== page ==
'Self-regarding Blather' - A History of Alexander Cockburn vs Conspiracy Nuts
As it turns out, this most recent, almost 'out of the blue' frontal attack on those who are working to expose the unanswered questions of 9/11 has a history. Cockburn's unfortunate behavior has been examined in the excerpt of the below article. The wannabe radical can't bear the thought of being humiliated into printing anything by the internet geek conspiracy theorists, the same as all those 'conspiracy nuts' who wondered why the laws of physics were defied so that Kennedy could be assassinated. Don't ask, don't publish.
Most recent attack on the 'conspiracy nuts' :
November 20 / 21, 2004
Sapping the Empire
The Poisoned Chalice
By ALEXANDER COCKBURN
"The truly bad news is the 9/11 nuts have relocated to Stolen Election. My inbox is awash with their ravings. People who have spent the last three years sending me screeds establishing to their own satisfaction that George Bush personally ordered the attacks on the towers and that Dick Cheney vectored the planes in are now pummeling me with data on the time people spent on line waiting to vote in Cuyahoga county, Ohio, and how the Diebold machines are all jimmied. As usual, the conspiracy nuts think that plans of inconceivable complexity worked at 100 per cent efficiency, that Murphy's law was once again in suspense, and that 10,000 co-conspirators are all going to keep their mouths shut."
History of attacks on the 'conspiracy nuts' :
Alexander Cockburn and Noam Chomsky vs. JFK: A Study in Misinformation
In early 1992, after the release of Oliver Stone's film JFK a media thundercloud erupted.
After early attacks in mainstream media like the Chicago Tribune and Washington Post, many other alternative media of both the left and right began to run articles on the film including outlets like "The Village Voice", for which Alexander Cockburn used to write. To the surprise of many, when some of these supposed leftist media organs did chime in, they savaged the film as wildly as the mainstream press did. These outlets were, specifically, The Progressive, Z magazine, and The Nation. The writers were, respectively, the late Erwin Knoll, Noam Chomsky, and Alexander Cockburn. Chomsky then wrote a book, Rethinking Camelot to specifically attack one of the main theses of JFK, namely that Kennedy had intended to withdraw from Vietnam by 1965.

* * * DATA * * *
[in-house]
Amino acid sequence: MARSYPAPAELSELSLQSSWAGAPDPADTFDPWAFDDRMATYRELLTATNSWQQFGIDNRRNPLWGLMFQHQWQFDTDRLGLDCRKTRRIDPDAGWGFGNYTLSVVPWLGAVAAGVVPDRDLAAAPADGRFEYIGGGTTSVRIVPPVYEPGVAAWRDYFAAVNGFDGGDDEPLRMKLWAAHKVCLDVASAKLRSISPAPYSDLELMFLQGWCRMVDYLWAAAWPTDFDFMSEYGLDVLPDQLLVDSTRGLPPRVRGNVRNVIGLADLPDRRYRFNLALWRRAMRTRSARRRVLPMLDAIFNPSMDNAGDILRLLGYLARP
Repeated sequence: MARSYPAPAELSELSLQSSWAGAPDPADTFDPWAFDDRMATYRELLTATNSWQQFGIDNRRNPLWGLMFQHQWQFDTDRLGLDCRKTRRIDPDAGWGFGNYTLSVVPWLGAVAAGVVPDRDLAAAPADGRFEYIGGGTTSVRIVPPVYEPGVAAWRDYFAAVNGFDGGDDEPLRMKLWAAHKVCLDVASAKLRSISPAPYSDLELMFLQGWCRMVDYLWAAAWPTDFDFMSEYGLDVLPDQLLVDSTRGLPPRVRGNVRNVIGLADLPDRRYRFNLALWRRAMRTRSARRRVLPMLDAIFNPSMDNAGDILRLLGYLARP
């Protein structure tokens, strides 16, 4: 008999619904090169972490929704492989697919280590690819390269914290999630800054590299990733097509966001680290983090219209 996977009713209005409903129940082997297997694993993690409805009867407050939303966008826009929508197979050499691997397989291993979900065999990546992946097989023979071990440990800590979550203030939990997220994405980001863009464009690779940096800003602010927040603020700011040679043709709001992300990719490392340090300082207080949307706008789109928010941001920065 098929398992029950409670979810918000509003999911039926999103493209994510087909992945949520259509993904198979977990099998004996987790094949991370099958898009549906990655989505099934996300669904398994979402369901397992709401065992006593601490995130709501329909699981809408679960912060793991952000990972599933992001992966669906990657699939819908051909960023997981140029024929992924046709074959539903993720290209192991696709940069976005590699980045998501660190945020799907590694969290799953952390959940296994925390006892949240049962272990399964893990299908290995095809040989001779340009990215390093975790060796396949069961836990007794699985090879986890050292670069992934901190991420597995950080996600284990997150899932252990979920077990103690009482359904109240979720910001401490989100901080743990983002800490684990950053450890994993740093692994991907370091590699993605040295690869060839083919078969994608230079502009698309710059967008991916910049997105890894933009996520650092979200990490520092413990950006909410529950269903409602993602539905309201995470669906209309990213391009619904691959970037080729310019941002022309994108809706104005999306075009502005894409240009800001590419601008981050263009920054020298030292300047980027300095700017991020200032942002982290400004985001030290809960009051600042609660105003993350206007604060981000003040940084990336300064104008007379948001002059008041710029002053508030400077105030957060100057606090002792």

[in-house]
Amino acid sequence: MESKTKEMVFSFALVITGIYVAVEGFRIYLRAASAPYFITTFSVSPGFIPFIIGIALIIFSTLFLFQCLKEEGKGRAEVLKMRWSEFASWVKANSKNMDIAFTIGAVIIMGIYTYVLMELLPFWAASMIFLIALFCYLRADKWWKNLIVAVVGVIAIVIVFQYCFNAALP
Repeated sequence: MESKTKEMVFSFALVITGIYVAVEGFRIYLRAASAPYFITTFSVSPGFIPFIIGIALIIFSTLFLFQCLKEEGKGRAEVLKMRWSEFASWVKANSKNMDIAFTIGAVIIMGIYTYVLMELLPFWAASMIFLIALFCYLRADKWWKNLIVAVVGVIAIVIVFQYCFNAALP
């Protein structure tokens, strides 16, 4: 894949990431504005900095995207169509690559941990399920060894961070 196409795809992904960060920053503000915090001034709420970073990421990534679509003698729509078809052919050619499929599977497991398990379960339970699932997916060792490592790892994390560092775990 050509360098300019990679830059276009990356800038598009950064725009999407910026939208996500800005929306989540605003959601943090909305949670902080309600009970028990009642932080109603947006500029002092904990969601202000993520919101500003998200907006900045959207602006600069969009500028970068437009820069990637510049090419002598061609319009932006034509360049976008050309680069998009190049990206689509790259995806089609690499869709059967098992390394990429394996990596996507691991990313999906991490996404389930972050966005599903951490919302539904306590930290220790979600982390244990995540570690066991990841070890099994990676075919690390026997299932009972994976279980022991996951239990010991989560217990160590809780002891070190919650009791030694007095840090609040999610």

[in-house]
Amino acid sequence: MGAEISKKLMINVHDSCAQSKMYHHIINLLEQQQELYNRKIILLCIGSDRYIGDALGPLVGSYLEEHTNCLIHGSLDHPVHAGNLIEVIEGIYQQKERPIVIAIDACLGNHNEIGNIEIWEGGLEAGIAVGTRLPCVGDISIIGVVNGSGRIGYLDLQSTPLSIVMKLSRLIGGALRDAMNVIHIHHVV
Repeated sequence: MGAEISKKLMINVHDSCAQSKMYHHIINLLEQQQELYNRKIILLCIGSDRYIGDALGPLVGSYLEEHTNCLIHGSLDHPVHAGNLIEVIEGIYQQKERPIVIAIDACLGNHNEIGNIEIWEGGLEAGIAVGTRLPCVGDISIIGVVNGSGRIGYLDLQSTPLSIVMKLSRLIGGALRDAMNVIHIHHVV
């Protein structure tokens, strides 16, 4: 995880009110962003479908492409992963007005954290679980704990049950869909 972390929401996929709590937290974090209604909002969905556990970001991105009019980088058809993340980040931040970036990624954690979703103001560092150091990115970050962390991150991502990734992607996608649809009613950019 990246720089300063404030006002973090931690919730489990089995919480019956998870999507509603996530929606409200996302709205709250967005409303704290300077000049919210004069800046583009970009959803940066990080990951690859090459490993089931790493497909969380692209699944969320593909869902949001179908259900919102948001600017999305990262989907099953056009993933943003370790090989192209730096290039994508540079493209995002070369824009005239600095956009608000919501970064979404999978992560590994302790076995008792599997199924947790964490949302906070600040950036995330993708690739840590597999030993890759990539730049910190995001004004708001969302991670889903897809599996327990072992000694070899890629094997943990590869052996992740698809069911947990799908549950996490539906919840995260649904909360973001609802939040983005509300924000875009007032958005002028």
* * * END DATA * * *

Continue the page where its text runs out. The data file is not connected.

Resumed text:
But of the three, by far the most bitter and vicious polemics about the film were by Cockburn in three pieces in The Nation dated January 6/13, March 9, and May 18, 1992. The first piece was entitled "J.F.K. and JFK" in which he attacked not only the film, but the publishers of the book by Jim Garrison on which it was based, author Peter Dale Scott_who originated the Kennedy withdrawal thesis_and John Kennedy himself.
The next two issues cited were Cockburn's response to several of scores of letters The Nation received in response to the original article. Cockburns's response to the first group of letters was less than detached and academic. He said that Scott and author John Newman ("JFK and Vietnam" and an advisor on the film) suffered from "fantasies" and that Scott's letter was basically "silly" and showed "evidence of a rather pathetic persecution mania"(P. 319).
But perhaps the worst performance by Cockburn was in the last round of letters. He responded to correspondence by Oliver Stone, John Newman and Philip Green. He accused Stone of being a fascist (p. 678), said Newman's letter was a "confession of defeat" and called him "a very bad historian" (p. 678)_even though in the earlier issue he had called his tome "a serious book" (January 6/13 p. 7). He called Green's letter "the silliest of the lot" and full of "self-regarding blather" (p. 678). He concluded by accusing Garrisonand his publisher, and Stone and his producer, of being in it for the money. Not satisfied, he even stated that his colleague at The Nation, Chris Hitchens, of liking the film solely because he wanted to sell a script to Stone (p. 320). We should also add here that he characterized the Warren Commission critics as mostly "conspiracy mongers" who were either "imbeciles or mountebanks" and that the Warren Commission members and staff came to conclusions "more plausible and soundly based than is commonly supposed." Cockburn's trust of the Warren Commission was exhibited when he gave assistant counsel Wesley Liebeler a nearly three page interview in the March issue to defend the Commission's main conclusions.
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